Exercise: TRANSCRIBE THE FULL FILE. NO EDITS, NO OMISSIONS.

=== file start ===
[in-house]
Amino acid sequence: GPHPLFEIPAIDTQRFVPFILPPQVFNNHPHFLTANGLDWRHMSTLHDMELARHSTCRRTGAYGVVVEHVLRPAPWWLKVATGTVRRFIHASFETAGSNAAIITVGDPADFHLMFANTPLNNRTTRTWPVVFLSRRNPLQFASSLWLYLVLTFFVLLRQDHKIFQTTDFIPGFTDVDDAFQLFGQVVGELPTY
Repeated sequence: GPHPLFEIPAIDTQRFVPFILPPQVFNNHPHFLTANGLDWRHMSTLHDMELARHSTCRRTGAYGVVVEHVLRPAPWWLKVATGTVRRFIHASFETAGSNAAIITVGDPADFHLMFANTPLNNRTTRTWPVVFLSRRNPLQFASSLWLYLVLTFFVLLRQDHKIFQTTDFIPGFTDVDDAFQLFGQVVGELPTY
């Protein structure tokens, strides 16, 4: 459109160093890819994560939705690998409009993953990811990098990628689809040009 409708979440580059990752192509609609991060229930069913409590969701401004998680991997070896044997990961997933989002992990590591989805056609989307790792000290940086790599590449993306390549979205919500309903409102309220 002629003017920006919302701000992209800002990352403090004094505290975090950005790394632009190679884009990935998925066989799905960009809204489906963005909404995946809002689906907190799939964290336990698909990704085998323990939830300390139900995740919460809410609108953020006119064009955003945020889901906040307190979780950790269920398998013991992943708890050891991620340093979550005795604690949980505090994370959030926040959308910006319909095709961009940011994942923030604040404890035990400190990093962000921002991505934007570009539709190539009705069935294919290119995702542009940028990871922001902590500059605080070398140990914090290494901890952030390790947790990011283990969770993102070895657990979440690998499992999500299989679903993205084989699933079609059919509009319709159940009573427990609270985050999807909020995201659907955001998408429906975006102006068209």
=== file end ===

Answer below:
[in-house]
Amino acid sequence: GPHPLFEIPAIDTQRFVPFILPPQVFNNHPHFLTANGLDWRHMSTLHDMELARHSTCRRTGAYGVVVEHVLRPAPWWLKVATGTVRRFIHASFETAGSNAAIITVGDPADFHLMFANTPLNNRTTRTWPVVFLSRRNPLQFASSLWLYLVLTFFVLLRQDHKIFQTTDFIPGFTDVDDAFQLFGQVVGELPTY
Repeated sequence: GPHPLFEIPAIDTQRFVPFILPPQVFNNHPHFLTANGLDWRHMSTLHDMELARHSTCRRTGAYGVVVEHVLRPAPWWLKVATGTVRRFIHASFETAGSNAAIITVGDPADFHLMFANTPLNNRTTRTWPVVFLSRRNPLQFASSLWLYLVLTFFVLLRQDHKIFQTTDFIPGFTDVDDAFQLFGQVVGELPTY
């Protein structure tokens, strides 16, 4: 459109160093890819994560939705690998409009993953990811990098990628689809040009 409708979440580059990752192509609609991060229930069913409590969701401004998680991997070896044997990961997933989002992990590591989805056609989307790792000290940086790599590449993306390549979205919500309903409102309220 002629003017920006919302701000992209800002990352403090004094505290975090950005790394632009190679884009990935998925066989799905960009809204489906963005909404995946809002689906907190799939964290336990698909990704085998323990939830300390139900995740919460809410609108953020006119064009955003945020889901906040307190979780950790269920398998013991992943708890050891991620340093979550005795604690949980505090994370959030926040959308910006319909095709961009940011994942923030604040404890035990400190990093962000921002991505934007570009539709190539009705069935294919290119995702542009940028990871922001902590500059605080070398140990914090290494901890952030390790947790990011283990969770993102070895657990979440690998499992999500299989679903993205084989699933079609059919509009319709159940009573427990609270985050999807909020995201659907955001998408429906975006102006068209």